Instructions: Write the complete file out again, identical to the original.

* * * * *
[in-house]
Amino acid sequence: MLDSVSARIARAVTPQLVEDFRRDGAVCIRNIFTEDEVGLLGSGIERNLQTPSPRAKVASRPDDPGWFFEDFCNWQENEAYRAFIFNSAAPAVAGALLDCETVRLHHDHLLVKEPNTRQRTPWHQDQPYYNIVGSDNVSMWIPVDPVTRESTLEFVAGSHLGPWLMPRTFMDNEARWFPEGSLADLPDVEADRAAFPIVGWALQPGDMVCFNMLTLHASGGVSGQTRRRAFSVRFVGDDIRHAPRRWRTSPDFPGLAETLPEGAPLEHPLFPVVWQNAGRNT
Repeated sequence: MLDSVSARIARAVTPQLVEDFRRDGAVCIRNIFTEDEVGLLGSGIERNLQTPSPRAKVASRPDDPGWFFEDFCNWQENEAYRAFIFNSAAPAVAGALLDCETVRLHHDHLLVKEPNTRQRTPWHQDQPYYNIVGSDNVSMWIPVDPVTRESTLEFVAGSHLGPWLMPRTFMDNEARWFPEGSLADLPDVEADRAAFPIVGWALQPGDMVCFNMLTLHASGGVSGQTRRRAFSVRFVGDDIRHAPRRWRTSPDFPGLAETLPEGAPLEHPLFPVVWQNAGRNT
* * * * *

[in-house]
Amino acid sequence: MLDSVSARIARAVTPQLVEDFRRDGAVCIRNIFTEDEVGLLGSGIERNLQTPSPRAKVASRPDDPGWFFEDFCNWQENEAYRAFIFNSAAPAVAGALLDCETVRLHHDHLLVKEPNTRQRTPWHQDQPYYNIVGSDNVSMWIPVDPVTRESTLEFVAGSHLGPWLMPRTFMDNEARWFPEGSLADLPDVEADRAAFPIVGWALQPGDMVCFNMLTLHASGGVSGQTRRRAFSVRFVGDDIRHAPRRWRTSPDFPGLAETLPEGAPLEHPLFPVVWQNAGRNT
Repeated sequence: MLDSVSARIARAVTPQLVEDFRRDGAVCIRNIFTEDEVGLLGSGIERNLQTPSPRAKVASRPDDPGWFFEDFCNWQENEAYRAFIFNSAAPAVAGALLDCETVRLHHDHLLVKEPNTRQRTPWHQDQPYYNIVGSDNVSMWIPVDPVTRESTLEFVAGSHLGPWLMPRTFMDNEARWFPEGSLADLPDVEADRAAFPIVGWALQPGDMVCFNMLTLHASGGVSGQTRRRAFSVRFVGDDIRHAPRRWRTSPDFPGLAETLPEGAPLEHPLFPVVWQNAGRNT